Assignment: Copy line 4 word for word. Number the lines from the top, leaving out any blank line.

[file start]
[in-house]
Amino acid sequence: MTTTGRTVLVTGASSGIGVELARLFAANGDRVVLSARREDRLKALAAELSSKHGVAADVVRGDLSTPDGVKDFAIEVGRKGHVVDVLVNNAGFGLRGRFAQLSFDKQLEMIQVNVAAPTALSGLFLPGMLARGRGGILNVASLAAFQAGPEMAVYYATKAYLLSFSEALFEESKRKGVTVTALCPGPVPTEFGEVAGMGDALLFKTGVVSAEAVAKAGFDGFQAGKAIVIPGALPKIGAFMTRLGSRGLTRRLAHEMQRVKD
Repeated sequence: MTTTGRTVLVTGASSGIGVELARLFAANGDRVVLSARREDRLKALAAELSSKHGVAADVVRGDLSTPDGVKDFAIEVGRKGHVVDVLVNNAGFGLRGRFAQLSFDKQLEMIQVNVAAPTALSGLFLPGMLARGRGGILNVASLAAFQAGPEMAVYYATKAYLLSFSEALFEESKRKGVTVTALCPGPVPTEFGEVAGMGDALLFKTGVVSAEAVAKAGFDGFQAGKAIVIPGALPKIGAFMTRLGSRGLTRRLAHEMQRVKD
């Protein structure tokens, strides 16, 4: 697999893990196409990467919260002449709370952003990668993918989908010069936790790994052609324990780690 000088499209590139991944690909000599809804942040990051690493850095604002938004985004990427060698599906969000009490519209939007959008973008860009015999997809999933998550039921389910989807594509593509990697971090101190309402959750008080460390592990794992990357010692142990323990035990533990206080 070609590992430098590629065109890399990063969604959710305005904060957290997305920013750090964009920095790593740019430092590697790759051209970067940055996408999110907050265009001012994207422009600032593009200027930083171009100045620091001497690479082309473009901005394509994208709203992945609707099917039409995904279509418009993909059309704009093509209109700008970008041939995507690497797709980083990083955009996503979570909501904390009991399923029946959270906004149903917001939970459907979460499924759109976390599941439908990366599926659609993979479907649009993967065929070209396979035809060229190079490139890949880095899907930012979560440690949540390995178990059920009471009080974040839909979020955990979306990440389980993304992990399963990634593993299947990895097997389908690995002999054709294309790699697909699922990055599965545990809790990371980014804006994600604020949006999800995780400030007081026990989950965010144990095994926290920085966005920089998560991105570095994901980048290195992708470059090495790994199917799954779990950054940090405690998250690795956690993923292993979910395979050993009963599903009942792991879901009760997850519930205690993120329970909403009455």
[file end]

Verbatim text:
């Protein structure tokens, strides 16, 4: 697999893990196409990467919260002449709370952003990668993918989908010069936790790994052609324990780690 000088499209590139991944690909000599809804942040990051690493850095604002938004985004990427060698599906969000009490519209939007959008973008860009015999997809999933998550039921389910989807594509593509990697971090101190309402959750008080460390592990794992990357010692142990323990035990533990206080 070609590992430098590629065109890399990063969604959710305005904060957290997305920013750090964009920095790593740019430092590697790759051209970067940055996408999110907050265009001012994207422009600032593009200027930083171009100045620091001497690479082309473009901005394509994208709203992945609707099917039409995904279509418009993909059309704009093509209109700008970008041939995507690497797709980083990083955009996503979570909501904390009991399923029946959270906004149903917001939970459907979460499924759109976390599941439908990366599926659609993979479907649009993967065929070209396979035809060229190079490139890949880095899907930012979560440690949540390995178990059920009471009080974040839909979020955990979306990440389980993304992990399963990634593993299947990895097997389908690995002999054709294309790699697909699922990055599965545990809790990371980014804006994600604020949006999800995780400030007081026990989950965010144990095994926290920085966005920089998560991105570095994901980048290195992708470059090495790994199917799954779990950054940090405690998250690795956690993923292993979910395979050993009963599903009942792991879901009760997850519930205690993120329970909403009455």